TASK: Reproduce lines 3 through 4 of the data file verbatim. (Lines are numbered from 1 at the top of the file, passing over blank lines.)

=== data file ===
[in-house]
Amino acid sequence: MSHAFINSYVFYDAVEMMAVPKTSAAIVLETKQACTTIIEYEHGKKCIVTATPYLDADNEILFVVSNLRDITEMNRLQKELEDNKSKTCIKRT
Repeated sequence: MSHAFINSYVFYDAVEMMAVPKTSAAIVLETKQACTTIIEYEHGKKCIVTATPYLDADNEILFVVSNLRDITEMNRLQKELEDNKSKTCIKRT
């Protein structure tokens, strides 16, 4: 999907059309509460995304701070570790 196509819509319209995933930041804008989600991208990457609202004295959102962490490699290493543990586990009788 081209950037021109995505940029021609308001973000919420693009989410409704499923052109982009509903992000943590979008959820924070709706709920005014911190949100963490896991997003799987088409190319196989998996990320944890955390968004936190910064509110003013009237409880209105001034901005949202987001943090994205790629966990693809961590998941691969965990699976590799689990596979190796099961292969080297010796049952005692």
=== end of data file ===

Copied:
Repeated sequence: MSHAFINSYVFYDAVEMMAVPKTSAAIVLETKQACTTIIEYEHGKKCIVTATPYLDADNEILFVVSNLRDITEMNRLQKELEDNKSKTCIKRT
């Protein structure tokens, strides 16, 4: 999907059309509460995304701070570790 196509819509319209995933930041804008989600991208990457609202004295959102962490490699290493543990586990009788 081209950037021109995505940029021609308001973000919420693009989410409704499923052109982009509903992000943590979008959820924070709706709920005014911190949100963490896991997003799987088409190319196989998996990320944890955390968004936190910064509110003013009237409880209105001034901005949202987001943090994205790629966990693809961590998941691969965990699976590799689990596979190796099961292969080297010796049952005692």